An all-purpose porous cleaner for acid gas removal and dehydration of natural gas

by V. Rozyyev, C. T. Yavuz
Year: 2017 DOI: 10.1016/j.chempr.2017.10.014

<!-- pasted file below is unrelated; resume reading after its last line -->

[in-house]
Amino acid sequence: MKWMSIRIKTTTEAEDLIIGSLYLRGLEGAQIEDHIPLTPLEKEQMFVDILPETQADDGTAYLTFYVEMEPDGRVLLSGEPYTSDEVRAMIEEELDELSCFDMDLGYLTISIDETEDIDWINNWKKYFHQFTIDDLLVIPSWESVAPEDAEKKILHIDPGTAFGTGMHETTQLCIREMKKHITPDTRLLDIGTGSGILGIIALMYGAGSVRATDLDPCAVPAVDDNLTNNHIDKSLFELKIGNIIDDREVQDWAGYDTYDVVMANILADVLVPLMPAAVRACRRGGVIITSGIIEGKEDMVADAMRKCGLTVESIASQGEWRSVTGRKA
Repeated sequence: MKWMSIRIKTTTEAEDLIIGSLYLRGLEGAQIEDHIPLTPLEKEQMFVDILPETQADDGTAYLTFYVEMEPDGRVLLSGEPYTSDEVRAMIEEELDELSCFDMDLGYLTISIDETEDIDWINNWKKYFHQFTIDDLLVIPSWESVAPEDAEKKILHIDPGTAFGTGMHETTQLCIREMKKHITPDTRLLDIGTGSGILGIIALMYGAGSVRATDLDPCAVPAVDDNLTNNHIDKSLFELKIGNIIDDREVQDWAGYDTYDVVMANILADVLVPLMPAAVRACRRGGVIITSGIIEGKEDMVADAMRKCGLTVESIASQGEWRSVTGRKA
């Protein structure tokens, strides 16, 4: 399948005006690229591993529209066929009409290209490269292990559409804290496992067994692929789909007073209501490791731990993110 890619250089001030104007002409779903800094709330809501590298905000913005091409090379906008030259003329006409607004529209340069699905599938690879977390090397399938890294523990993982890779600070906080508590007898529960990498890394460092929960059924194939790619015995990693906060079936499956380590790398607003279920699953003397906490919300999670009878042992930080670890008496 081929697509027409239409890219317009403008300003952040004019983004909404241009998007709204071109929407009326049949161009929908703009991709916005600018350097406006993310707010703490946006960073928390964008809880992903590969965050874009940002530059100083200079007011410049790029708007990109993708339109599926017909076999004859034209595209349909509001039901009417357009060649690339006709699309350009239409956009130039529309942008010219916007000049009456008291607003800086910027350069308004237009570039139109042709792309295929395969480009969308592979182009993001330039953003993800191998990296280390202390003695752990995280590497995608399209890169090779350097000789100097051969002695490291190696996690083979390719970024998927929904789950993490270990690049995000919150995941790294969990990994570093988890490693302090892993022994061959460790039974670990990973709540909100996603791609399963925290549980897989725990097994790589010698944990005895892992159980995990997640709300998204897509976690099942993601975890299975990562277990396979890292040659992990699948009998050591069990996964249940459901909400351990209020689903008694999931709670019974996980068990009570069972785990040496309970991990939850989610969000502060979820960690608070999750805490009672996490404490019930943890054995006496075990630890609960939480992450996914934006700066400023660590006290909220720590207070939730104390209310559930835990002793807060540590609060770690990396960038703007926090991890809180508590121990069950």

Raw natural gas is predominantly methane (up to 95%) but also contains larger hydrocarbons such as ethane and propane, acidic gases such as H2S and CO2, and considerable amounts of water. In some reserves, H2S can reach up to 20%, and water content can be as much as 5%. CO2 in natural gas, from ppm levels up to 0.5%, is less significant but noteworthy. Natural gas treatment starts with the removal of sludge and gas condensate, followed by acid gas removal (mostly H2S) by amine scrubbing. Regenerated H2S is converted to elemental sulfur via the Claus process or sulfuric acid by the wet sulfuric acid process. Sweet (H2S and CO2-free) natural gas is then dehydrated with the use of glycols and then separated from higher alkanes.